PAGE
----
School board voices concerns about new First Nations education act

  • Mar. 28, 2014 2:00 p.m.

School District 50 is adding its voice to the many others across the country with serious concerns about the federal government’s planned First Nations Education Act. The act, under discussion for the last four years but not yet introduced in Parliament, is designed to establish structures and standards necessary to ensure stronger, more accountable education systems on reserves and will result in better outcomes for First Nations students, according to the federal government. It will provide an extra $1.9 billion to address a financial shortfall for on-reserve education starting next year.”When implemented, the legislation will provide stable and predictable statutory funding consistent with provincial education funding models,” the Harper government said.But it’s not been popular with many groups, now including School District 50, which agreed to send a letter when it met in Sandspit on Tuesday.”Â…I am writing to express our serious concerns about the (act),” School District 50 chair Elizabeth Condrotte wrote in an undated but recent letter to Bernard Valcourt, Minister of Aboriginal Affairs. Ms Condrotte also said many First Nations have objected to the legislation, given its limited timelines and inadequate consultation and accommodation. Ms Condrotte calls the act a “serious threat to our (provincial) system” and said the “proposal includes overly prescriptive, authoritarian requirements”, and “suggests detailed regulations which would dictate how First Nations would operate their own schools”. She ended by calling on the minister to work with First Nations “in a truly respectful engagement to mutually determine what education reforms and funding are needed to support the appropriate and effective First Nations-controlled education system being advanced in BC.” Other critics include the federal New Democrats, which recently expressed major concerns about how and when the act will be implemented and the Assembly of First Nations, whose chief Shawn Atleo said the act is “not acceptable”.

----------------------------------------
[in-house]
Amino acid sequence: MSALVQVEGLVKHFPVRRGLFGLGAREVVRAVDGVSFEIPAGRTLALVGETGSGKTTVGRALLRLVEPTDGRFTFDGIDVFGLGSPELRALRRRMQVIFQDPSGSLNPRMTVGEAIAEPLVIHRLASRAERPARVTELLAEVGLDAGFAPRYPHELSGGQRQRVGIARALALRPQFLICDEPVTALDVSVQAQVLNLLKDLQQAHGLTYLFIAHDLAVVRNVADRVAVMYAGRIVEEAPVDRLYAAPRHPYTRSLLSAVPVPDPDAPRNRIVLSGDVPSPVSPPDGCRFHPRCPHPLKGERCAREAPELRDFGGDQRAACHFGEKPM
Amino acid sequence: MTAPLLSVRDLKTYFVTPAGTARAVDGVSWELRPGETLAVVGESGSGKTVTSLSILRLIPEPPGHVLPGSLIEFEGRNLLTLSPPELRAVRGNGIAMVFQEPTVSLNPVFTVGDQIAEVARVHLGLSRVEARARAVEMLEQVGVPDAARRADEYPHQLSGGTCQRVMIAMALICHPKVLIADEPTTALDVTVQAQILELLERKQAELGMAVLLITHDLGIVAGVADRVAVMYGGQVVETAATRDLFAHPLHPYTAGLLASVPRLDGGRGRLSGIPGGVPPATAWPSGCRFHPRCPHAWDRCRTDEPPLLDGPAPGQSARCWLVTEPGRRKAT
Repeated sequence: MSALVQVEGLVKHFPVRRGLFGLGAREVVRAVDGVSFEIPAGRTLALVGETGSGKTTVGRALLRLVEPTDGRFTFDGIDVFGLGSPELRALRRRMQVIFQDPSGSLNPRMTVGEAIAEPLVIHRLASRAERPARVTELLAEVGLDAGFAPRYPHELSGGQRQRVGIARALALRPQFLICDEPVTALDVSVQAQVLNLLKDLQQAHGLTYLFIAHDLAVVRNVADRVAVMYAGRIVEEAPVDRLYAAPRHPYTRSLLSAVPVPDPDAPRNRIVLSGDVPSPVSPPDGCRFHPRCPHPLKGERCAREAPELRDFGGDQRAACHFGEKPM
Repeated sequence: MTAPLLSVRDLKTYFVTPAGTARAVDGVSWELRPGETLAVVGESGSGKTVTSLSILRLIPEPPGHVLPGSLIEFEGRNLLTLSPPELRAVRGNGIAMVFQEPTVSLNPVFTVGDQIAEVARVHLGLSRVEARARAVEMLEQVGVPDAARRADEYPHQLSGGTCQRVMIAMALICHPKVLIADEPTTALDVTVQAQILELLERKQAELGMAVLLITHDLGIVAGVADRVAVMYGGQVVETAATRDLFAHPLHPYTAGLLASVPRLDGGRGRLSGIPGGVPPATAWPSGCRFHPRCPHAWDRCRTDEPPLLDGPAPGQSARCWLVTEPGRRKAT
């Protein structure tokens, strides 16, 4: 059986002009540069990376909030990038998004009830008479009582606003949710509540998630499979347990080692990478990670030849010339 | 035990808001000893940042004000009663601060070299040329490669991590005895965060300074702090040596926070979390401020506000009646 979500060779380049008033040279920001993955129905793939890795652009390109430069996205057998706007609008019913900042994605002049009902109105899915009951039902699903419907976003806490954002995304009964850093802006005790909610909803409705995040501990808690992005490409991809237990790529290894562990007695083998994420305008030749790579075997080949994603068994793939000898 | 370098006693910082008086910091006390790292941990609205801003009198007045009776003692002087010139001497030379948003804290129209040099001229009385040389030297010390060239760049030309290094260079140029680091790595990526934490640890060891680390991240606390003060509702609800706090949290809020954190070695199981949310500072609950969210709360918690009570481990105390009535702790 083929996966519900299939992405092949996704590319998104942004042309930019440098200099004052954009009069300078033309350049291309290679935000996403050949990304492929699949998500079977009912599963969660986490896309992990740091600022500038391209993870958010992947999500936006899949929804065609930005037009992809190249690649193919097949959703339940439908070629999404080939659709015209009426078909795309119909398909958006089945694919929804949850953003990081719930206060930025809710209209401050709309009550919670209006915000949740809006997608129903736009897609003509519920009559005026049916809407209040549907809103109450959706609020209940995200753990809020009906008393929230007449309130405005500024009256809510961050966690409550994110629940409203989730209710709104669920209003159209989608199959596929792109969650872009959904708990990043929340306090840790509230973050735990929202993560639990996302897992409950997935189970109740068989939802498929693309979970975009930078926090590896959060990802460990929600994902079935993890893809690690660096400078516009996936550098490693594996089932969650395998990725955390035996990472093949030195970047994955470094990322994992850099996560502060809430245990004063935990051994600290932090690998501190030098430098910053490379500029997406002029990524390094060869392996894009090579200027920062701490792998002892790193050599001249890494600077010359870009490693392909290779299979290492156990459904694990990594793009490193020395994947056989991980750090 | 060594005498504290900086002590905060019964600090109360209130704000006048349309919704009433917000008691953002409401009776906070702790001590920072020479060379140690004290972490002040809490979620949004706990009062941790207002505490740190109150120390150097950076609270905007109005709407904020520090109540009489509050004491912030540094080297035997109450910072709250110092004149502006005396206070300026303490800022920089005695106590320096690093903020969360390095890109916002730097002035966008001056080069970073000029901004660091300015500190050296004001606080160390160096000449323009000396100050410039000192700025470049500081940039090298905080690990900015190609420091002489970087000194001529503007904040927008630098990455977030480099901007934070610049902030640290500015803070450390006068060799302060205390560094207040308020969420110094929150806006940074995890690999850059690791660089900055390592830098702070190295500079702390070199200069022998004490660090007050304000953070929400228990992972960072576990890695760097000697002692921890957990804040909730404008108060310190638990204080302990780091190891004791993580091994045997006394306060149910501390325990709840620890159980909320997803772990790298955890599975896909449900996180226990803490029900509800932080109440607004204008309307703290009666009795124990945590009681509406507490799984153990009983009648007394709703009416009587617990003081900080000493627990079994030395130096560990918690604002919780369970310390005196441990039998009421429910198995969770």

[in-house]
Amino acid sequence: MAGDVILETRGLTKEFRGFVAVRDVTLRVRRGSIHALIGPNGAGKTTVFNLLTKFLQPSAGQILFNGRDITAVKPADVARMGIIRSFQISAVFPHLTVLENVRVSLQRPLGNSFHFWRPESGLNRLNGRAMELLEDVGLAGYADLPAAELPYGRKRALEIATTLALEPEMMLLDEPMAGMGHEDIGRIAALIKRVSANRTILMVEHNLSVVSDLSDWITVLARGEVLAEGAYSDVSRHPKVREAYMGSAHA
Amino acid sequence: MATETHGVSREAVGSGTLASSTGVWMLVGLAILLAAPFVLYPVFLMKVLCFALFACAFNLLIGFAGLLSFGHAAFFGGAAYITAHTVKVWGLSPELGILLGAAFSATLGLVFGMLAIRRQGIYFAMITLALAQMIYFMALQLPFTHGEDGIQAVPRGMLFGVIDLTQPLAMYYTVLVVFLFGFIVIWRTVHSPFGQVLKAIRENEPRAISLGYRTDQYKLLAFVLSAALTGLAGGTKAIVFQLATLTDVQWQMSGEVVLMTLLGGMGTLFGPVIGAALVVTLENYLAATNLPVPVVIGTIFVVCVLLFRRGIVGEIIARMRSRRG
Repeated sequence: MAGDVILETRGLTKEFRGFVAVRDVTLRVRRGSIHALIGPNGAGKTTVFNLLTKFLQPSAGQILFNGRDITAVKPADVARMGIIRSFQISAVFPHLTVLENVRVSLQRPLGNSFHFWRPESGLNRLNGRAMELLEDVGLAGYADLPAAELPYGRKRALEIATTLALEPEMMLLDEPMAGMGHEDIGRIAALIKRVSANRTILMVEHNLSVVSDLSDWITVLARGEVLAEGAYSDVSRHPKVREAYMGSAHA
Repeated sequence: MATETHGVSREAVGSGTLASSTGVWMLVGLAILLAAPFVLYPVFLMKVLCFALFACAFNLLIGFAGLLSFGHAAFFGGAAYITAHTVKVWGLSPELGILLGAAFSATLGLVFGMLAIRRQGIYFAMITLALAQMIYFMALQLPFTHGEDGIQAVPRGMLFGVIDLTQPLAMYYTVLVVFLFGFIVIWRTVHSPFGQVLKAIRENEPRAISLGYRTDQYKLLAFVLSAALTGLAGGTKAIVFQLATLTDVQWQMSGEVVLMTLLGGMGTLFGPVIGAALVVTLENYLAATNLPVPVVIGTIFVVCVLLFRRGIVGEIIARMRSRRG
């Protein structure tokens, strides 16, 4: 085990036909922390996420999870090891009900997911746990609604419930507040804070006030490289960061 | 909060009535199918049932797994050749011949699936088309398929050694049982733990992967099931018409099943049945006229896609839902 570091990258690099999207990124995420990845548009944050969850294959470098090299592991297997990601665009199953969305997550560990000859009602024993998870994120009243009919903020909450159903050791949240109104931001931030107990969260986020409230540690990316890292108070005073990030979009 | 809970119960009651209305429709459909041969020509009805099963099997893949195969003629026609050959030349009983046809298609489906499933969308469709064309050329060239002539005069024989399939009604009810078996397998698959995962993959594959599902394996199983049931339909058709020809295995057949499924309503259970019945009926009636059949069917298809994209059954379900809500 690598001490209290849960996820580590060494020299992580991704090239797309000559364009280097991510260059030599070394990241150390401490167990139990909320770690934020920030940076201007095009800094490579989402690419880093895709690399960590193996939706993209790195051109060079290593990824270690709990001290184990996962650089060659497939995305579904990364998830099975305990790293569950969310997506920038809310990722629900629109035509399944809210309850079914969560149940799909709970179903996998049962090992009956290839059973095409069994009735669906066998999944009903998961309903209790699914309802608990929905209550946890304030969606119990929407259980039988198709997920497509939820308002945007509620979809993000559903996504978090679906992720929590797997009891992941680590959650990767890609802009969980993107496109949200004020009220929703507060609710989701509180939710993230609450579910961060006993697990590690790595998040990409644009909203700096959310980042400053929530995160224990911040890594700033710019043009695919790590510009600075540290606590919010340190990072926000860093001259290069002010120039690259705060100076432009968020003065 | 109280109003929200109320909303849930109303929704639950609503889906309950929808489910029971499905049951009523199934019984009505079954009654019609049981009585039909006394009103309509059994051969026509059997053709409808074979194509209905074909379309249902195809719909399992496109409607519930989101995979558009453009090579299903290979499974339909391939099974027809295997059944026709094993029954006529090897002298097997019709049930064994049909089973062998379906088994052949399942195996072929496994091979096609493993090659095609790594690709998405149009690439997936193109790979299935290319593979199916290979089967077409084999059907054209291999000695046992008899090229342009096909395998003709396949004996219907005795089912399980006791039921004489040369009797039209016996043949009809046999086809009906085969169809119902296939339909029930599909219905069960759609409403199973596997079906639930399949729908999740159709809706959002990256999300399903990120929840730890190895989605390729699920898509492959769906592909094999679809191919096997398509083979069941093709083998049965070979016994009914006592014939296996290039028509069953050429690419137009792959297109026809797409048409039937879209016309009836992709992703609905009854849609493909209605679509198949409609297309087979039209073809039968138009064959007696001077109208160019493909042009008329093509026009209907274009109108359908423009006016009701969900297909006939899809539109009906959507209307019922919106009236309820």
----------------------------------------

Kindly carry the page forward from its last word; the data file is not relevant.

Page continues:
Just Posted

Convicted animal abuser to return to B.C. court May 21

Catherine Jessica Adams is facing a breach of probation charge

Concerns over democracy as Senate committee votes to nix oil tanker ban

Critics of the Senate’s recommendation to kill Bill C-48 say it goes against popular will

Northwest Fire Centre open burn ban lifted

Recent rain, cooler temperatures have lowered the region’s fire risk

Telkwa pot plant application passes review

Cannabis company claims new Health Canada regulations are working in its favour

Red cedars dying in northwestern B.C. from drought

There was a 75 per cent decline in precipitation for the months of February and April

UPDATE: B.C. pilot killed in Honduras plane crash

The crash happened in the Roatan Islands area, according to officials

B.C. VIEWS: Reality of our plastic recycling routine exposed

Turns out dear old China wasn’t doing such a great job

Carbon dioxide at highest levels for over 2.5 million years, expert warns of 100 years of disruption

CO2 levels rising rapidly, now higher than at any point in humanity’s history

B.C. residential school survivor’s indomitable human spirit centre of school play

Terrace theatre company plans to revive Nisga’a leader Larry Guno’s Bunk #7 next year

B.C. ferry stops to let black bear swim past near Nanaimo

Queen of Oak Bay brakes for wildlife in Nanaimo’s Departure Bay

Mother dead, child in critical condition after carbon monoxide poisoning at Shuswap campground

The woman was found unresponsive insider her tent and the youth was taken via air ambulance to hospital

Canada’s parole officers say correctional system has reached breaking point

About half of Canada’s federal parole officers work inside penitentiaries and correctional institutions

Montreal researchers create audible hockey puck for visually impaired players

Three years ago, Gilles Ouellet came up with the idea for a puck that makes a continuous sound

Former B.C. Greyhound bus drivers head to Penticton for goodbye party

Big bash runs until Sunday, funded by drink cans left behind on busses over the years

Most Read